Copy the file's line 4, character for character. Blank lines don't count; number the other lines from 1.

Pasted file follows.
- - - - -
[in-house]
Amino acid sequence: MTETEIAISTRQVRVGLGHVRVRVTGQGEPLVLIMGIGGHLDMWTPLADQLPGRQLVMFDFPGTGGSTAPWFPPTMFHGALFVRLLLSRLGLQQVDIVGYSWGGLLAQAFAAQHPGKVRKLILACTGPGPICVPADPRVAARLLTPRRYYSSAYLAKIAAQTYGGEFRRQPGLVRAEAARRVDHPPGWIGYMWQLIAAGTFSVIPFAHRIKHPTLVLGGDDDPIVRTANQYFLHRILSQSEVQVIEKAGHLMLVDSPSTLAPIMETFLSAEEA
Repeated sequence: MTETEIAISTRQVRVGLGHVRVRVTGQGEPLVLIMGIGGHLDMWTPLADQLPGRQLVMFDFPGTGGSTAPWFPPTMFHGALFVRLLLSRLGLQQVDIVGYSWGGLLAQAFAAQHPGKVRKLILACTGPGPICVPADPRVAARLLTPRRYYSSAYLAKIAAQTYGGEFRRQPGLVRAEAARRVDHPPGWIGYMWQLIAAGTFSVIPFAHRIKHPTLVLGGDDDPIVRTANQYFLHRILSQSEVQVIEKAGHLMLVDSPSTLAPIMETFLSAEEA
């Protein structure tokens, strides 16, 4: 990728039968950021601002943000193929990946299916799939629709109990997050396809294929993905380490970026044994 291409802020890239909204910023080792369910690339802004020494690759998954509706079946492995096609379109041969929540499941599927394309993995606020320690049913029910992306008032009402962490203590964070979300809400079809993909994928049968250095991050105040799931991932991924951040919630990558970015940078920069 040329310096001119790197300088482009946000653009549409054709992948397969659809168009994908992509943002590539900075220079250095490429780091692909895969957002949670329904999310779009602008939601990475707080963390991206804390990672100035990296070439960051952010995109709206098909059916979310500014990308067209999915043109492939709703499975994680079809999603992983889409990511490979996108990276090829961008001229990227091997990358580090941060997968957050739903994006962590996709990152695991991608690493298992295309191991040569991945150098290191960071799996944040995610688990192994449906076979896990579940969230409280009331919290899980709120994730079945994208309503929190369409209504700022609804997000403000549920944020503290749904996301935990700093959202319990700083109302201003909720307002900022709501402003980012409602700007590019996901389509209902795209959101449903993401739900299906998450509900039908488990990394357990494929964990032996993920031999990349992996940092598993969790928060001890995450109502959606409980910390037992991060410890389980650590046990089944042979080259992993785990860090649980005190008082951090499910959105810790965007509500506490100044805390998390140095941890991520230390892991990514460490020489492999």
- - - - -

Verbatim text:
């Protein structure tokens, strides 16, 4: 990728039968950021601002943000193929990946299916799939629709109990997050396809294929993905380490970026044994 291409802020890239909204910023080792369910690339802004020494690759998954509706079946492995096609379109041969929540499941599927394309993995606020320690049913029910992306008032009402962490203590964070979300809400079809993909994928049968250095991050105040799931991932991924951040919630990558970015940078920069 040329310096001119790197300088482009946000653009549409054709992948397969659809168009994908992509943002590539900075220079250095490429780091692909895969957002949670329904999310779009602008939601990475707080963390991206804390990672100035990296070439960051952010995109709206098909059916979310500014990308067209999915043109492939709703499975994680079809999603992983889409990511490979996108990276090829961008001229990227091997990358580090941060997968957050739903994006962590996709990152695991991608690493298992295309191991040569991945150098290191960071799996944040995610688990192994449906076979896990579940969230409280009331919290899980709120994730079945994208309503929190369409209504700022609804997000403000549920944020503290749904996301935990700093959202319990700083109302201003909720307002900022709501402003980012409602700007590019996901389509209902795209959101449903993401739900299906998450509900039908488990990394357990494929964990032996993920031999990349992996940092598993969790928060001890995450109502959606409980910390037992991060410890389980650590046990089944042979080259992993785990860090649980005190008082951090499910959105810790965007509500506490100044805390998390140095941890991520230390892991990514460490020489492999």